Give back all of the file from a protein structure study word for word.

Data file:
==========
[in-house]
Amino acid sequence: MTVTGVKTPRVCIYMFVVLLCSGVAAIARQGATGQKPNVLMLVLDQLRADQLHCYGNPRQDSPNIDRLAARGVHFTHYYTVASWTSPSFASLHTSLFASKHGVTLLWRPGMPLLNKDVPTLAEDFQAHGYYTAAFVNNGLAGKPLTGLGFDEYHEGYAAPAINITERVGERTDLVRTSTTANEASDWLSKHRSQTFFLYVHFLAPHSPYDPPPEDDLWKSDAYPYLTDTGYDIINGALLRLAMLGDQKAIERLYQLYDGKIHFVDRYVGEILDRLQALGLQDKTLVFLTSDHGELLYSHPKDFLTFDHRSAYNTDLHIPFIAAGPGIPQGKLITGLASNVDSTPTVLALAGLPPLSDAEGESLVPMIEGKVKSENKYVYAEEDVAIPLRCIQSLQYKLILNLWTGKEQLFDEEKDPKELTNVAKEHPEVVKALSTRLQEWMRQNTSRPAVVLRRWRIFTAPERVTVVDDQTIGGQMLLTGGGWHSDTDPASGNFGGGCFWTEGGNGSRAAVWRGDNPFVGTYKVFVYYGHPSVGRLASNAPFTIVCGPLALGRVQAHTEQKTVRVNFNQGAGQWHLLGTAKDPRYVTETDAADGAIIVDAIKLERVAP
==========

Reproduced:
[in-house]
Amino acid sequence: MTVTGVKTPRVCIYMFVVLLCSGVAAIARQGATGQKPNVLMLVLDQLRADQLHCYGNPRQDSPNIDRLAARGVHFTHYYTVASWTSPSFASLHTSLFASKHGVTLLWRPGMPLLNKDVPTLAEDFQAHGYYTAAFVNNGLAGKPLTGLGFDEYHEGYAAPAINITERVGERTDLVRTSTTANEASDWLSKHRSQTFFLYVHFLAPHSPYDPPPEDDLWKSDAYPYLTDTGYDIINGALLRLAMLGDQKAIERLYQLYDGKIHFVDRYVGEILDRLQALGLQDKTLVFLTSDHGELLYSHPKDFLTFDHRSAYNTDLHIPFIAAGPGIPQGKLITGLASNVDSTPTVLALAGLPPLSDAEGESLVPMIEGKVKSENKYVYAEEDVAIPLRCIQSLQYKLILNLWTGKEQLFDEEKDPKELTNVAKEHPEVVKALSTRLQEWMRQNTSRPAVVLRRWRIFTAPERVTVVDDQTIGGQMLLTGGGWHSDTDPASGNFGGGCFWTEGGNGSRAAVWRGDNPFVGTYKVFVYYGHPSVGRLASNAPFTIVCGPLALGRVQAHTEQKTVRVNFNQGAGQWHLLGTAKDPRYVTETDAADGAIIVDAIKLERVAP